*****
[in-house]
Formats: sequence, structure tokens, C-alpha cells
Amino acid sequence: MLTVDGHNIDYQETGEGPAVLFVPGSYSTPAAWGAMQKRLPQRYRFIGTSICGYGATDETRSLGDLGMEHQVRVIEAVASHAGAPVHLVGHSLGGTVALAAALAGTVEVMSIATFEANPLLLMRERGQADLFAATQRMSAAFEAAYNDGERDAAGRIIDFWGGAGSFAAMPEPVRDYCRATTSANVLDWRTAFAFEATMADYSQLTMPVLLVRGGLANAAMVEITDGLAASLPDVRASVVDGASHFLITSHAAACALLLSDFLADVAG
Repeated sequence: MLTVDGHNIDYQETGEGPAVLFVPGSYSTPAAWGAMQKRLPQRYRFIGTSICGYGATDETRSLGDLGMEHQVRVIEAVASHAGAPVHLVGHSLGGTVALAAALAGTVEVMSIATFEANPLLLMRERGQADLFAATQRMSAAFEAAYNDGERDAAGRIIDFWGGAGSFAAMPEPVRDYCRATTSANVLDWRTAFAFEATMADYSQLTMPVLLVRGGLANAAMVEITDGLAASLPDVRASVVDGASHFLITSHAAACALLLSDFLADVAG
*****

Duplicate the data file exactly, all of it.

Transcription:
[in-house]
Formats: sequence, structure tokens, C-alpha cells
Amino acid sequence: MLTVDGHNIDYQETGEGPAVLFVPGSYSTPAAWGAMQKRLPQRYRFIGTSICGYGATDETRSLGDLGMEHQVRVIEAVASHAGAPVHLVGHSLGGTVALAAALAGTVEVMSIATFEANPLLLMRERGQADLFAATQRMSAAFEAAYNDGERDAAGRIIDFWGGAGSFAAMPEPVRDYCRATTSANVLDWRTAFAFEATMADYSQLTMPVLLVRGGLANAAMVEITDGLAASLPDVRASVVDGASHFLITSHAAACALLLSDFLADVAG
Repeated sequence: MLTVDGHNIDYQETGEGPAVLFVPGSYSTPAAWGAMQKRLPQRYRFIGTSICGYGATDETRSLGDLGMEHQVRVIEAVASHAGAPVHLVGHSLGGTVALAAALAGTVEVMSIATFEANPLLLMRERGQADLFAATQRMSAAFEAAYNDGERDAAGRIIDFWGGAGSFAAMPEPVRDYCRATTSANVLDWRTAFAFEATMADYSQLTMPVLLVRGGLANAAMVEITDGLAASLPDVRASVVDGASHFLITSHAAACALLLSDFLADVAG